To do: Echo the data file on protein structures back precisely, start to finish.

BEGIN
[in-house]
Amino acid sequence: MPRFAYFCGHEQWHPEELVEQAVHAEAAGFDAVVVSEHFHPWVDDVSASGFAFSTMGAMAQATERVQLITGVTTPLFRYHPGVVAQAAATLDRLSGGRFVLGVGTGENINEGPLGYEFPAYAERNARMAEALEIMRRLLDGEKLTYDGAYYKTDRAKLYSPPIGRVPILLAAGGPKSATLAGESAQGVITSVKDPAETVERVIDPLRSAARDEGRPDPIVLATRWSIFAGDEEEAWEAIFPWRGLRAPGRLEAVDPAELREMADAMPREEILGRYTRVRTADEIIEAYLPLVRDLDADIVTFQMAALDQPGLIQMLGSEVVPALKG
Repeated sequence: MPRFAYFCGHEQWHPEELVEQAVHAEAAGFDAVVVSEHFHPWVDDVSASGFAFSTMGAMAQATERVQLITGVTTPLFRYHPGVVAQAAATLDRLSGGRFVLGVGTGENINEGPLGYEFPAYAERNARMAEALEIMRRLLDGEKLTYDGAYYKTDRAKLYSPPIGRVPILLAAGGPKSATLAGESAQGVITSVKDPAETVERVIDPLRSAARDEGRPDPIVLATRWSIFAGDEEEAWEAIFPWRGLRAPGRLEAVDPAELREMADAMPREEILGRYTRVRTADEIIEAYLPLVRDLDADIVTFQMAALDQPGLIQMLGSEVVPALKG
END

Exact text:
[in-house]
Amino acid sequence: MPRFAYFCGHEQWHPEELVEQAVHAEAAGFDAVVVSEHFHPWVDDVSASGFAFSTMGAMAQATERVQLITGVTTPLFRYHPGVVAQAAATLDRLSGGRFVLGVGTGENINEGPLGYEFPAYAERNARMAEALEIMRRLLDGEKLTYDGAYYKTDRAKLYSPPIGRVPILLAAGGPKSATLAGESAQGVITSVKDPAETVERVIDPLRSAARDEGRPDPIVLATRWSIFAGDEEEAWEAIFPWRGLRAPGRLEAVDPAELREMADAMPREEILGRYTRVRTADEIIEAYLPLVRDLDADIVTFQMAALDQPGLIQMLGSEVVPALKG
Repeated sequence: MPRFAYFCGHEQWHPEELVEQAVHAEAAGFDAVVVSEHFHPWVDDVSASGFAFSTMGAMAQATERVQLITGVTTPLFRYHPGVVAQAAATLDRLSGGRFVLGVGTGENINEGPLGYEFPAYAERNARMAEALEIMRRLLDGEKLTYDGAYYKTDRAKLYSPPIGRVPILLAAGGPKSATLAGESAQGVITSVKDPAETVERVIDPLRSAARDEGRPDPIVLATRWSIFAGDEEEAWEAIFPWRGLRAPGRLEAVDPAELREMADAMPREEILGRYTRVRTADEIIEAYLPLVRDLDADIVTFQMAALDQPGLIQMLGSEVVPALKG